Philippine jails are among the most overcrowded in the world. So, imagine the situation under this pandemic, which requires avoiding the three Cs: closed spaces, crowded places, and close-contact settings—all impossible in the country’s hellishly congested prisons.
Worsening the situation is the fact that only a fraction of the country’s inmates in the jails and penal facilities have been vaccinated against COVID-19, making them extremely vulnerable to the virus.
Two months ago, Kapatid, an advocacy group for political prisoners, already called on the government to allocate more vaccines for persons deprived of liberty (PDLs), citing that only a few of them have received their jabs. This was based on the annual audit report released last August where the Commission on Audit noted the low vaccination rate in facilities managed by the Bureau of Jail Management and Penology (BJMP) and the Bureau of Corrections (BuCor).
As of August, BJMP had vaccinated only 10,939 of its inmates—barely even 10 percent of its 119,692 PDLs, while BuCor had vaccinated only a little over 5 percent or 2,684 of about 48,000 convicts in its facilities. Just this week, or three months later, reports bared that only 4,173—not even 10 percent of the total PDLs in BuCor’s facilities—have already received their vaccine shots.
As of Nov. 9, there has been little improvement in the vaccination numbers. BuCor, which takes charge of the seven national jail and penal facilities under the Department of Justice, reported that only 10 of the more than 28,000 PDLs at the New Bilibid Prison (NBP) in Muntinlupa City have received their COVID-19 vaccines, while NONE of the 17,329 convicts at the NBP’s maximum security compound has been inoculated.
“What happened to [DOJ Secretary Menardo Guevarra’s] statement that his office will seek the inclusion of PDLs from the Bureau of Corrections and the [Bureau of Jail Management and Penology] in the government’s list for vaccination?” Kapatid spokesperson Fides Lim asked in September. She said the government should include the PDLs’ prompt vaccination and “directly allocate financial resources for their immunization instead of engaging in a policy spree of arrests, including politically motivated arrests, which only worsen jail congestion.”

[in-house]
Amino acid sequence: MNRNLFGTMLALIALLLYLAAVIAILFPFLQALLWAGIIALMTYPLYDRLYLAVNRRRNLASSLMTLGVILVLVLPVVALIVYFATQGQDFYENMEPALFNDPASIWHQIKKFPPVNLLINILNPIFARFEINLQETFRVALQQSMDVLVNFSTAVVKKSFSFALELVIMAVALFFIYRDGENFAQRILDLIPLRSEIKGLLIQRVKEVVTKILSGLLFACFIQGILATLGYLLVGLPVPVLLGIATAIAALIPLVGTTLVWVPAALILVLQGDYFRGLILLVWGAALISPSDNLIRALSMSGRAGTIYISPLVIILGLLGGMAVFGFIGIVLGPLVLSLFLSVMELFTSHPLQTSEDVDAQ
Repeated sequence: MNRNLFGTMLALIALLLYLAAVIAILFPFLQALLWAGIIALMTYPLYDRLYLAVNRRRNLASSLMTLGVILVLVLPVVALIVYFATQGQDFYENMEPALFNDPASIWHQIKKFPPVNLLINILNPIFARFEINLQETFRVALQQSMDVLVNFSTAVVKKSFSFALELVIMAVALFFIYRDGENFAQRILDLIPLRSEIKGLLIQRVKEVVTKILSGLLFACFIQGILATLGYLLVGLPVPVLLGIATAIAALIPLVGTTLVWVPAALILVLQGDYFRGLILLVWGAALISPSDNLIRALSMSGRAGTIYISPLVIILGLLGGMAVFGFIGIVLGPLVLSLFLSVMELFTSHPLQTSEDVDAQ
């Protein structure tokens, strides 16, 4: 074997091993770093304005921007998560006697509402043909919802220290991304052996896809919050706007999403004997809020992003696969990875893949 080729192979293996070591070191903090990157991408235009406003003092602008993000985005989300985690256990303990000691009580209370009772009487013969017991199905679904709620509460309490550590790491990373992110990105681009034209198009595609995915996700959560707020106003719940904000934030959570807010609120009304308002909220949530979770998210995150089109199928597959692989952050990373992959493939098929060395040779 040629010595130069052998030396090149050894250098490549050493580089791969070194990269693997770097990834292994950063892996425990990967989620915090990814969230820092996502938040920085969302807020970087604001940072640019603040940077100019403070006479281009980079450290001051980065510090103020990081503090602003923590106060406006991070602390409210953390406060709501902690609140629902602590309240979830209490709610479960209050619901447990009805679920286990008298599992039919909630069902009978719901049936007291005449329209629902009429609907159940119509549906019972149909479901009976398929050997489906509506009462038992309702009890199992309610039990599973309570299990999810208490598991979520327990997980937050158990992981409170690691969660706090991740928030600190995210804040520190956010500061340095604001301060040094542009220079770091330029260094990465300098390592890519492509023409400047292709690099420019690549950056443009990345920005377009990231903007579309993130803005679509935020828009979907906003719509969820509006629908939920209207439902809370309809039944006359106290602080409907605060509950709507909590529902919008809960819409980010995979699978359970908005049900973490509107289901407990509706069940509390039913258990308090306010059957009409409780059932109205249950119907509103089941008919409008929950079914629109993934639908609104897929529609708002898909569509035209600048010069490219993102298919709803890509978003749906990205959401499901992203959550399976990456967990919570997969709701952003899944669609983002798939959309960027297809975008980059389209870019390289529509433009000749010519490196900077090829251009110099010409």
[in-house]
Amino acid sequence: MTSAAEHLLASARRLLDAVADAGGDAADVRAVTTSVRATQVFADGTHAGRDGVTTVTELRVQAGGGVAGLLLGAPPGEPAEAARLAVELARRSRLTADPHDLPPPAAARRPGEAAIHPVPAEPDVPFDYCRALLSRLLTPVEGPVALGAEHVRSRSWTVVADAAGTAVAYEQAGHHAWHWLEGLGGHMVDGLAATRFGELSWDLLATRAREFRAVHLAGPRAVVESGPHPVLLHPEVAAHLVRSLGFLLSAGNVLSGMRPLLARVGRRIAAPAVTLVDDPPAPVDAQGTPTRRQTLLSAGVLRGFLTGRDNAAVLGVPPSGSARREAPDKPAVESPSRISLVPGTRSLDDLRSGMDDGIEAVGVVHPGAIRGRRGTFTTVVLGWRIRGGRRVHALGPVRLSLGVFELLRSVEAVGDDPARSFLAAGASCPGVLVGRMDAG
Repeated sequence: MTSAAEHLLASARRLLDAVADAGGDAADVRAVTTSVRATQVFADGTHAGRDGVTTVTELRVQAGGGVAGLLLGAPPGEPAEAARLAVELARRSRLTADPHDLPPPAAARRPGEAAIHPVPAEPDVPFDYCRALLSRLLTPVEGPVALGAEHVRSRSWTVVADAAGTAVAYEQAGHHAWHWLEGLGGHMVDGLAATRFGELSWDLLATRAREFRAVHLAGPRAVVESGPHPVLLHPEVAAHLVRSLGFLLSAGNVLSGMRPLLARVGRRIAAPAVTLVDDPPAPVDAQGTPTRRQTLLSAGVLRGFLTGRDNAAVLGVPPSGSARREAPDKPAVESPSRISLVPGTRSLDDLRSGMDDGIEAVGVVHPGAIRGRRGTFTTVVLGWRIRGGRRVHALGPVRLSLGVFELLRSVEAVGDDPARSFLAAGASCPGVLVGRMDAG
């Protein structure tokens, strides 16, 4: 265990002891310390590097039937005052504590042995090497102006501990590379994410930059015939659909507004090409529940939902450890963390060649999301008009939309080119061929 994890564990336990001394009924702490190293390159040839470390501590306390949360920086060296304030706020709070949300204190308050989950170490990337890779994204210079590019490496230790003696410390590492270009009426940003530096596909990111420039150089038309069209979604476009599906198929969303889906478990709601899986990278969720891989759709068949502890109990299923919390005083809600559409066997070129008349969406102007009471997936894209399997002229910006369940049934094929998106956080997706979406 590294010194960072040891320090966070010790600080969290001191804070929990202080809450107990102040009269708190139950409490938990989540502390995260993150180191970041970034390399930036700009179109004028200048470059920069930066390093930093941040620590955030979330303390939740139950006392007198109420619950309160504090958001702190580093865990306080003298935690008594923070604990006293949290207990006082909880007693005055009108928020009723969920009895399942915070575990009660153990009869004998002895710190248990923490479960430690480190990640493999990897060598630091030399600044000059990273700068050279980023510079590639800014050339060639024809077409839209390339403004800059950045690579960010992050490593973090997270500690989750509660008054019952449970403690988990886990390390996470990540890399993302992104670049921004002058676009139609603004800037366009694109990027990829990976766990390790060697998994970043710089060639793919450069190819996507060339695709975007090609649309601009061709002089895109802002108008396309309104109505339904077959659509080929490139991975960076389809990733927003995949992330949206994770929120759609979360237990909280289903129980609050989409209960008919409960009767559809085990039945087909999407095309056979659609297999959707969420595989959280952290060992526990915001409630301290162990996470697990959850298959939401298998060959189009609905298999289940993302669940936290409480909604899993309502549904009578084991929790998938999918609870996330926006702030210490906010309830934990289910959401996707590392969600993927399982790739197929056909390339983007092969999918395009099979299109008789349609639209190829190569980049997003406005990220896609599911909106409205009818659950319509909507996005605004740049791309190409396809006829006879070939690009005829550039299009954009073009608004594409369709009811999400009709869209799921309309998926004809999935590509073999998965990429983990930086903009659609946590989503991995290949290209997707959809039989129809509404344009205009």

The Commission on Human Rights (CHR) also reminded the government of its humane duty to uphold the right to health of PDLs detained in jails in the country. “CHR recalls that under Mandela Rules, all PDLs must enjoy health care with similar standards to those available in the community and should have access to necessary health-care services free of charge and without discrimination,” it said in a statement.
On top of the slow vaccination rate, the current population at BJMP’s facilities far exceed the ideal capacity of 34,893 inmates — by a staggering 403 percent. Per the COA, this is “way beyond the accepted standards” of the United Nations. The congestion rate was based on the 115,336 inmates in BJMP facilities as of end-2020, but the number has since increased by at least 4,000 as of August, which means it is even more cramped now—a scary situation where COVID-19 is concerned.
To decongest the crowded jails, authorities released more than 81,000 inmates from March to October last year. In June 2020, reports said more than 700 PDLs had contracted the virus, while 21 had died from it including nine high-profile PDLs (one of them Jaybee Sebastian, a drug convict and state witness in the case against Sen. Leila de Lima).
A paper published by the Oxford University Press in December last year, “Philippine prisons and ‘extreme vulnerability’ during COVID-19,” called the country’s inmates and detainees as the “hidden victims of the COVID-19 pandemic,” given their “locked away” situation as well as the shortage of resources and non-compliance with minimum health standards inside the facilities. “What the pandemic uncovers—even in prisons—is the ‘existence of underlying unfair social and economic structures that are tightly bound to unfair health outcomes,’” it said.
The response to the pandemic in prisons and other detention places, according to the World Health Organization, requires a whole-of-society approach, noting that efforts to control the spread of the virus are likely to fail if prevention and control measures, testing, treatment, and care are not carried out in these places. “Prison health is part of public health so that nobody is left behind,” it said.
The wheels of justice may grind exceedingly slowly for many of these PDLs, but the rollout of vaccines for them should not be as glacially paced, now that the government has revved up its inoculation program.
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